Call it convergence if you will, but “multifunction” is the catchphrase for home electronics in the new millennium. Consumers are facing the rapid Manhattanization of their entertainment spaces, as the home A/V center is filled by towers of electronics: 5.1 receivers, DVD players, CD changers, cable/satellite decoders, VCRs, disk-based video storage (TiVo, ReplayTV, TV4Me, etc.), game boxes, cassette decks and maybe even a turntable.
Outside the safe environs of the home theater, the consumer is hardly free of electronic trappings, and today's well-equipped pedestrian may tote a digital watch, Gameboy-type device, PDA/laptop, cell phone, pager, and an MP3, CD or cassette player. It's a wonder that Mr. Spock could get along with just a tricorder and a communicator, but perhaps by the 24th century, human life will be simpler, and we won't need to make stock trades from the golf course, as recommended by a recent (21st century) TV spot.
Unfortunately, we earthlings have developed quite a penchant for gadgets. James Bond started out as a tough secret agent, but by the time Q loaded him down with “essential tools,” he became more of a secret technician. The situation is no different in the studio. Does the engineer create the sound, or does the sound just emanate from yet another digital doohickey in the effects rack? And with all of our megatracks and megaracks, why does the goal of creating another Sgt. Pepper's album remain the unattainable quest for so many of us?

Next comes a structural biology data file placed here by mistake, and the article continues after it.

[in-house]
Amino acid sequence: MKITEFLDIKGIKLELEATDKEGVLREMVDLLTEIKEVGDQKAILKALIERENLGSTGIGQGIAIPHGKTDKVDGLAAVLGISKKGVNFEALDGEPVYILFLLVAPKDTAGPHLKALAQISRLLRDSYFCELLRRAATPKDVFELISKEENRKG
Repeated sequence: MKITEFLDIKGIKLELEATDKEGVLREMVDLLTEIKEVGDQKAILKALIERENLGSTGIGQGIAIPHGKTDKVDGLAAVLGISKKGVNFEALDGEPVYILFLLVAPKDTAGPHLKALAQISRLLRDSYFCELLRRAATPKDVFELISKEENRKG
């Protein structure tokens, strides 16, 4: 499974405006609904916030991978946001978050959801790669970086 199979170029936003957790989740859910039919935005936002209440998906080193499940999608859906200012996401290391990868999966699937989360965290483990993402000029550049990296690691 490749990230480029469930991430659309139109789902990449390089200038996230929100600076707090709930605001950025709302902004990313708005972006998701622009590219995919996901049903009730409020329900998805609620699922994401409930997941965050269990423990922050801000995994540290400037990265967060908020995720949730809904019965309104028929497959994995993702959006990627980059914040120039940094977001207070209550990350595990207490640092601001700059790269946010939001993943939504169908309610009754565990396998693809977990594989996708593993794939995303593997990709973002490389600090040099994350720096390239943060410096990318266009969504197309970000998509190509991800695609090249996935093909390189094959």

There may be little chance of swaying the innate human thirst for technology, yet recent developments offer some hope for reducing the sheer volume of gear invading our home spaces. Here, multifunction is the key. From the first-generation models, DVD players offered the ability to play audio CDs—in fact, in a few years, CD-only home players will probably disappear entirely. And the CD/DVD player may face extinction, as universal players and new units incorporating features such as MP3 playback and onboard gaming (i.e., Playstation 2 or Microsoft's Xbox) gain popularity. Laptops with DVD drives can double as video players for bored air travelers, while DVD technology in the automotive arena can route movies to the kids in the backseats or play back 5.1 surround symphonies during long commutes.
Cell phones with Internet access are hardly new—although surfing the Net on a 1.5-inch monochrome screen is a truly less-than-satisfying experience. A notch better are wireless PDAs, and stores can barely keep Palm.Net-ready Palm VIIx's in stock. Yet the next step may be building phones into PDAs or a new genre of computers that bridge the gap between PDAs and PCs with wireless mobility, perhaps via the new high-speed 3G technology, providing both on-demand information or streaming entertainment—any time, any place. Get ready for multifaceted Web appliances, such as Harmon Kardon's Digital Media Center, combining an Internet device with a DVD (audio, video or CD) drive and 30 GB of storage for ripping compressed video or music files—or Microsoft's Ultimate TV, offering video storage and satellite/Internet access.
Whether these notions catch on is anybody's guess, but with all of this media coming together, there's gonna be a whole lotta program creation goin' on. The formats and algorithms may change, but for us audio types, the goal remains the same: No matter what playback medium, just make it sound great.
That's the real challenge.